Asia ex-Japan is still a warrant on global growth because of its dependence on manufacturing and exports to the OECD countries. Unfortunately, the U.S. consumer has been shouldering the bulk of the load for global growth in 2002 and looks to be tiring. I am however sanguine about global growth picking up slightly going into 2003 given the extreme pessimism existing in world economies and markets at this time. I think we need more balanced growth across regions and across segments of the global economy i.e. consumers, businesses and government. The U.S. consumer had been important in 2002 but I suspect less so in 2003.

  4. What is your take on the current status of the U.S. economy?

    I am no economist but for what it is worth, I think that next year will see a more stable growth path in the U.S. economy with more balanced growth among consumer, business and government sectors. Hopefully, the Iraq question will be resolved early in the year and that should remove the geopolitical risk over-hanging consumer and business confidence. We will be one year along on corporate restructuring and hopefully improving outlook for corporate America. Government spending seems to be increasing but that may lead to other concerns.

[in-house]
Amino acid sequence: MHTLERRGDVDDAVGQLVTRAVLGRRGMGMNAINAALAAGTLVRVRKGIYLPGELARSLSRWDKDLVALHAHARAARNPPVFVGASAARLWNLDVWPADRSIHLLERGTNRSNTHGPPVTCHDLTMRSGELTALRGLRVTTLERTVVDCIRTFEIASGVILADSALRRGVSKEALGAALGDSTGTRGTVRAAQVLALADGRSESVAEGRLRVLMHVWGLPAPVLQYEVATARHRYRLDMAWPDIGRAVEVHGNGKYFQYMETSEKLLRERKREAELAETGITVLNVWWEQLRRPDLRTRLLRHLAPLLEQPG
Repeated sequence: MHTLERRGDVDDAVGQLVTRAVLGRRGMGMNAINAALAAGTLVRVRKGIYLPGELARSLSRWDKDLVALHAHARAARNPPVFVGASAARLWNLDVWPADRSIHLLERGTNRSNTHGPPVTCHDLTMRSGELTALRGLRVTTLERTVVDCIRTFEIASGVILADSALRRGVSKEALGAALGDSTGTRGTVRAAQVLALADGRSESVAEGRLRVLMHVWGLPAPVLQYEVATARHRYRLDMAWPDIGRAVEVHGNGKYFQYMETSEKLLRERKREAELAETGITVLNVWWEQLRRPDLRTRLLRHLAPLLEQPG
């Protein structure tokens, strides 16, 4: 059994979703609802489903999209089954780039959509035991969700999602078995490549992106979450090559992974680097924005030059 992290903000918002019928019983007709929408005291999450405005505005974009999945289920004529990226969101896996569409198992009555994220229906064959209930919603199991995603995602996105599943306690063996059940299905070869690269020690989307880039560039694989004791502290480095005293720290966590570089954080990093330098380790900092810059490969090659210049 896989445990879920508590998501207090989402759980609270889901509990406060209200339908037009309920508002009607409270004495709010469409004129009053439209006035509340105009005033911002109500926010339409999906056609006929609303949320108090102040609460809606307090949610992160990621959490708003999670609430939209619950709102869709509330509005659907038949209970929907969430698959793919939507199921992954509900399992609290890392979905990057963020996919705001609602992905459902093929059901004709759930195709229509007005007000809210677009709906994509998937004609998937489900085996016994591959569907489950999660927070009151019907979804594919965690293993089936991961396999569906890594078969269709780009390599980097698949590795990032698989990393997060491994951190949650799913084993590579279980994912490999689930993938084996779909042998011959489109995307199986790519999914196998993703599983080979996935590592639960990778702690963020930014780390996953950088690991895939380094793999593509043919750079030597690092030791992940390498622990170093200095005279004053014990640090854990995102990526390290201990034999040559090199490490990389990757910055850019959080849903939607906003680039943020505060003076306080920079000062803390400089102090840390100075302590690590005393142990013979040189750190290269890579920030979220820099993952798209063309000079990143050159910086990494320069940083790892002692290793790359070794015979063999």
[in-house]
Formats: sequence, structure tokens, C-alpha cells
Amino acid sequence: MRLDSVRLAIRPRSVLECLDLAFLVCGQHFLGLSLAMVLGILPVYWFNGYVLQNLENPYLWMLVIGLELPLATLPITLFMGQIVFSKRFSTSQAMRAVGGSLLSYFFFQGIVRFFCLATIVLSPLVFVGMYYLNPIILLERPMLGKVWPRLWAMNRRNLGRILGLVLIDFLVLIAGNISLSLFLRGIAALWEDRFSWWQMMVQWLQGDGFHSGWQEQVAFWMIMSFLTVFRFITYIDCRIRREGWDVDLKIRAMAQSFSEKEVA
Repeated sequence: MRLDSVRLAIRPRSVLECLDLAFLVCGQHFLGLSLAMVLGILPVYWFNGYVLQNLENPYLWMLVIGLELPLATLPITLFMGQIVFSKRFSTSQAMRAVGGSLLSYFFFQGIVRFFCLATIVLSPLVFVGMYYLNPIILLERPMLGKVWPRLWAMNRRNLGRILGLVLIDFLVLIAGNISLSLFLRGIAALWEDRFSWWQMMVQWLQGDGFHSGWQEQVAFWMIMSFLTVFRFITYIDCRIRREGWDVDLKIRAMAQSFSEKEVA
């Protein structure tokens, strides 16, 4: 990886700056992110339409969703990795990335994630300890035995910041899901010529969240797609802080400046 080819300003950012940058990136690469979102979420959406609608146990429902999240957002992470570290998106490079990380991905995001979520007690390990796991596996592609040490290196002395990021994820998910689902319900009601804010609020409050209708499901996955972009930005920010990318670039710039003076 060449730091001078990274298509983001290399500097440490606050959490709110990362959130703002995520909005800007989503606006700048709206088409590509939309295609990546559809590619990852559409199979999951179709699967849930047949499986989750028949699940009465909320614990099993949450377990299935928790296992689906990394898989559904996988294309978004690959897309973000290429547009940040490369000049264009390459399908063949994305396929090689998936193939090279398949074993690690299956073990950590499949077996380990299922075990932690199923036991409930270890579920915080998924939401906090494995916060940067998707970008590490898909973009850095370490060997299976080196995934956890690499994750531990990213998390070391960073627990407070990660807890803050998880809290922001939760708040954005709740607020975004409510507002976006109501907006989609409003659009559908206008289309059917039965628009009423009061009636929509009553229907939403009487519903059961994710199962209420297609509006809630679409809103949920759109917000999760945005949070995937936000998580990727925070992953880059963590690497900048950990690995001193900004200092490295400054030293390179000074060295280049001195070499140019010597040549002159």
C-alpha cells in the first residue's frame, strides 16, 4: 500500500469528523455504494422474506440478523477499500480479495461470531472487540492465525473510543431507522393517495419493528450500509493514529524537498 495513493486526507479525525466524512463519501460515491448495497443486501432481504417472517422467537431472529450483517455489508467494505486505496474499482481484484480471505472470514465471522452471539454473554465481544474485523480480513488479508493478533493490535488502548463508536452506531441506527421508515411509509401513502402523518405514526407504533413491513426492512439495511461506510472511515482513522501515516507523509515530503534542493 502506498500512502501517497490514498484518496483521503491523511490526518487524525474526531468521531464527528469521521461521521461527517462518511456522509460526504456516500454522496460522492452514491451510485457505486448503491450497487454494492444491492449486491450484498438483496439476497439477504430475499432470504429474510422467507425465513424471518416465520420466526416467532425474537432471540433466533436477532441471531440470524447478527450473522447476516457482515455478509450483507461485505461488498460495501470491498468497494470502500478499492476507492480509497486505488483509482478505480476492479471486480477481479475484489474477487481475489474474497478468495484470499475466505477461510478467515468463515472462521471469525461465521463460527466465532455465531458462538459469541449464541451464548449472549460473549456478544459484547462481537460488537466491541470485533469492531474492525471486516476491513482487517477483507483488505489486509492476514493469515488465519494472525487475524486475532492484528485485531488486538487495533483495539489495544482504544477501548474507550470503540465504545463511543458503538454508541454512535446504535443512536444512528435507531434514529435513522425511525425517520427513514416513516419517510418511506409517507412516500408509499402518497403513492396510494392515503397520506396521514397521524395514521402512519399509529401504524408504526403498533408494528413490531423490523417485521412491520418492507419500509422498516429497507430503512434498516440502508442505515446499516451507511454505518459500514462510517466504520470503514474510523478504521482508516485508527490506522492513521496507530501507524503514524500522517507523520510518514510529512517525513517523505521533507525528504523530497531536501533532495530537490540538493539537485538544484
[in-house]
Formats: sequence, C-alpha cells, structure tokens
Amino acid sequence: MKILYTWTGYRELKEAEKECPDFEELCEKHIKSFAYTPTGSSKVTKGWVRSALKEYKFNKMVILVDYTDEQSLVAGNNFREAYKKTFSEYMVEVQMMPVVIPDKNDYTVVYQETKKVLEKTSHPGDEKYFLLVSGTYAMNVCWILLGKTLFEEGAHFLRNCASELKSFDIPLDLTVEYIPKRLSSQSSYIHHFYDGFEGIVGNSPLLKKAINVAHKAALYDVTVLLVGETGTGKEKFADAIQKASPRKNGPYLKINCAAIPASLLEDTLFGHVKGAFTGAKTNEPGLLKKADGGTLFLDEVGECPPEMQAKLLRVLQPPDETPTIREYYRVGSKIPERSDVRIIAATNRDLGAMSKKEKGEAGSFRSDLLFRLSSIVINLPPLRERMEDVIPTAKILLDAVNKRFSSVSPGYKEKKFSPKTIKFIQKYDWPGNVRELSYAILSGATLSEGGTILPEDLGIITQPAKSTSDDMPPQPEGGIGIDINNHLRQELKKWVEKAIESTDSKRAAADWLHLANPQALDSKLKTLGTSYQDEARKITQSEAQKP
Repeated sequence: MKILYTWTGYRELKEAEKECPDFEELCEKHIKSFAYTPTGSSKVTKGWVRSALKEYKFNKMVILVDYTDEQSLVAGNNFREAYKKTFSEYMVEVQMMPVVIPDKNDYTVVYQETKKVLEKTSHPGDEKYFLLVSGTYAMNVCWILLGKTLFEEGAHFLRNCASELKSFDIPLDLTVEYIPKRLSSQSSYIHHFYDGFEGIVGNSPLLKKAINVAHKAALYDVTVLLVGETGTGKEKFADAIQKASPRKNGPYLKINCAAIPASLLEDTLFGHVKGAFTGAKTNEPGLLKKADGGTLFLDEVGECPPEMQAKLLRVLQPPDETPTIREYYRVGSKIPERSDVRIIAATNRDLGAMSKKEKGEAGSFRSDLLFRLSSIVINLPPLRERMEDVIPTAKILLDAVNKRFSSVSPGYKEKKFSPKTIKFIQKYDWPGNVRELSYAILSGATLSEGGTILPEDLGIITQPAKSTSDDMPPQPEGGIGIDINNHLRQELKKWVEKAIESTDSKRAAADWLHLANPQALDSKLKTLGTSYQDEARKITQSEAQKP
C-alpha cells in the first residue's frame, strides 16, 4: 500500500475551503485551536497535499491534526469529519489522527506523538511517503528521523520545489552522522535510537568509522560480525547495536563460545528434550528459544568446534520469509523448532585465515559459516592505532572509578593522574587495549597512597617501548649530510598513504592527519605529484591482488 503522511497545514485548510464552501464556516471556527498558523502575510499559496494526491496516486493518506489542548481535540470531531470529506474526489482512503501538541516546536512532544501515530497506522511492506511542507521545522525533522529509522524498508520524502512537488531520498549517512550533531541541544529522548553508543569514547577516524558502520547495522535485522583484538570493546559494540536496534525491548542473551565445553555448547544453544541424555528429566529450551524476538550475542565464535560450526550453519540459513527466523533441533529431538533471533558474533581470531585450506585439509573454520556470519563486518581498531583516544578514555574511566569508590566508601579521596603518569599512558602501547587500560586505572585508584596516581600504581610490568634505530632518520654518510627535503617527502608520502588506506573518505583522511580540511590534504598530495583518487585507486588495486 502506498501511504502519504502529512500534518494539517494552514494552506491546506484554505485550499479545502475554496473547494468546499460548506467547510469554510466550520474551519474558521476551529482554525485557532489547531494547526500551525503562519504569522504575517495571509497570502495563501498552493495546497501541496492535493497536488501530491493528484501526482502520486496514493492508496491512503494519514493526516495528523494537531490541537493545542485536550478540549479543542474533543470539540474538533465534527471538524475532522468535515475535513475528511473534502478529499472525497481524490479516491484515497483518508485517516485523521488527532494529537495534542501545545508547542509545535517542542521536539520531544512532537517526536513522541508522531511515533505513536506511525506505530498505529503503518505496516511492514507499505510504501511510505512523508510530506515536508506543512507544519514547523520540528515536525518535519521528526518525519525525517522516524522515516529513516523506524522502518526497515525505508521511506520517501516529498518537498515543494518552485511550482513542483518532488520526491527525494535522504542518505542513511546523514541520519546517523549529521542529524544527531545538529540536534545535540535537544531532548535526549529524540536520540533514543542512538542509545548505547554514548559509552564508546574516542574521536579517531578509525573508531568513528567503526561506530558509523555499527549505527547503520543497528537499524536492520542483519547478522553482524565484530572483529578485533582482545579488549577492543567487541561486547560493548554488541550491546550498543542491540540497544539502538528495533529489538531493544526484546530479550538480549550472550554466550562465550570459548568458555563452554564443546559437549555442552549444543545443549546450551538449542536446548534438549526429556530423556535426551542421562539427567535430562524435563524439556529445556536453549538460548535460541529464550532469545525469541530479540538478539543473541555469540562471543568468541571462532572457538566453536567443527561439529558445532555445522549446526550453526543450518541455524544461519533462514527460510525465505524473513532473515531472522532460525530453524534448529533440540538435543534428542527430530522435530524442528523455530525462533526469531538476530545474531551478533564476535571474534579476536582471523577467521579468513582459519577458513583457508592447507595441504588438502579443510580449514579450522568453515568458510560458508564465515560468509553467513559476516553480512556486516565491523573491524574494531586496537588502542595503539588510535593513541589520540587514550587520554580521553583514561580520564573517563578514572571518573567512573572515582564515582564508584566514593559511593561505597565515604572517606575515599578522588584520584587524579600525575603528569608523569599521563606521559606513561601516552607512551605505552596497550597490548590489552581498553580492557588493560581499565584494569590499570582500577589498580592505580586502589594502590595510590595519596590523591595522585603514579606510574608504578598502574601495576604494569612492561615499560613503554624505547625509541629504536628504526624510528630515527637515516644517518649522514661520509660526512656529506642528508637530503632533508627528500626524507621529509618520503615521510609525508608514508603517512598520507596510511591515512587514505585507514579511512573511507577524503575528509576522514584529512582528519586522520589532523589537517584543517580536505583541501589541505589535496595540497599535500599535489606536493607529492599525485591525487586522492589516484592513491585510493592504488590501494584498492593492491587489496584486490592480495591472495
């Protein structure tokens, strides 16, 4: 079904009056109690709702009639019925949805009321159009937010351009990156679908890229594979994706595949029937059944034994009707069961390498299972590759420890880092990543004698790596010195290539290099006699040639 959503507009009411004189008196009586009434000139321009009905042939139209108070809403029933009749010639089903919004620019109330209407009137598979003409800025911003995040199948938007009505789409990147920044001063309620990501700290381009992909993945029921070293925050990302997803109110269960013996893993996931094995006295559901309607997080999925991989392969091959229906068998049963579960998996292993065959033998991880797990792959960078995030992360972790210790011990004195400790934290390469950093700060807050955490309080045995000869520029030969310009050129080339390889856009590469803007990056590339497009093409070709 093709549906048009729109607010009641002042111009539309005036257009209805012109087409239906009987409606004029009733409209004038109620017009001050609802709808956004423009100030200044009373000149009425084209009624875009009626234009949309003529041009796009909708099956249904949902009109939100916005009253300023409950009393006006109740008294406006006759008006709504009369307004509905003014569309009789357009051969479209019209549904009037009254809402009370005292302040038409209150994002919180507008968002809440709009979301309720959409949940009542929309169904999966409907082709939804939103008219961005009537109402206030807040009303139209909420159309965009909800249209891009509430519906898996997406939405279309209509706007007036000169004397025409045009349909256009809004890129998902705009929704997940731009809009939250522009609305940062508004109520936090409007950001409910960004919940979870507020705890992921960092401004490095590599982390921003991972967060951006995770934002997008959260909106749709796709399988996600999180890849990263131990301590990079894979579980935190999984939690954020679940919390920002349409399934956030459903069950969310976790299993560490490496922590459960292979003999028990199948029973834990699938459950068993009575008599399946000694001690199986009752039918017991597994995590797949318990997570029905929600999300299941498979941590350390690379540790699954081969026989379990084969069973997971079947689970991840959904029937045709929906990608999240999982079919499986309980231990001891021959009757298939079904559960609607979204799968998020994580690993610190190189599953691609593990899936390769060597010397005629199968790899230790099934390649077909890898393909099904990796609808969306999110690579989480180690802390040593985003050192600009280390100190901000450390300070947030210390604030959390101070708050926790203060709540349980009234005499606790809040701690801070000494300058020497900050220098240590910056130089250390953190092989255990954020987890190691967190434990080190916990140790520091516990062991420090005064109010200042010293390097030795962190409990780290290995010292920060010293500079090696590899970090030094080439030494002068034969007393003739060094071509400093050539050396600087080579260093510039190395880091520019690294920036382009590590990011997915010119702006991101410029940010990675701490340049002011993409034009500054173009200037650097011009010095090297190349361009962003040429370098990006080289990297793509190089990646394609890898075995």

5. Can you explain the team's investment philosophy?

    We believe that stock selection should be the primary determinant of performance, not market timing. Macroeconomic factors are important and primarily direct our attention to investment themes that help us identify prospective long and short positions. On the long side, we focus on identifying great companies with strong management, an attractive business model/franchise, and improving returns on capital. On the short side, we identify companies with deteriorating fundamentals, selling at a significant premium to intrinsic value because the stock price reflects unrealistic growth expectations, and with an identifiable catalyst/event that will correct the mispricing. In general, we like to invest in businesses selling at a discount to intrinsic value so that the downside risk is small and the upside potential is very attractive because we have paid a good price for an embedded option on the future growth of the distributable cash flows.

  6. Its risk management system?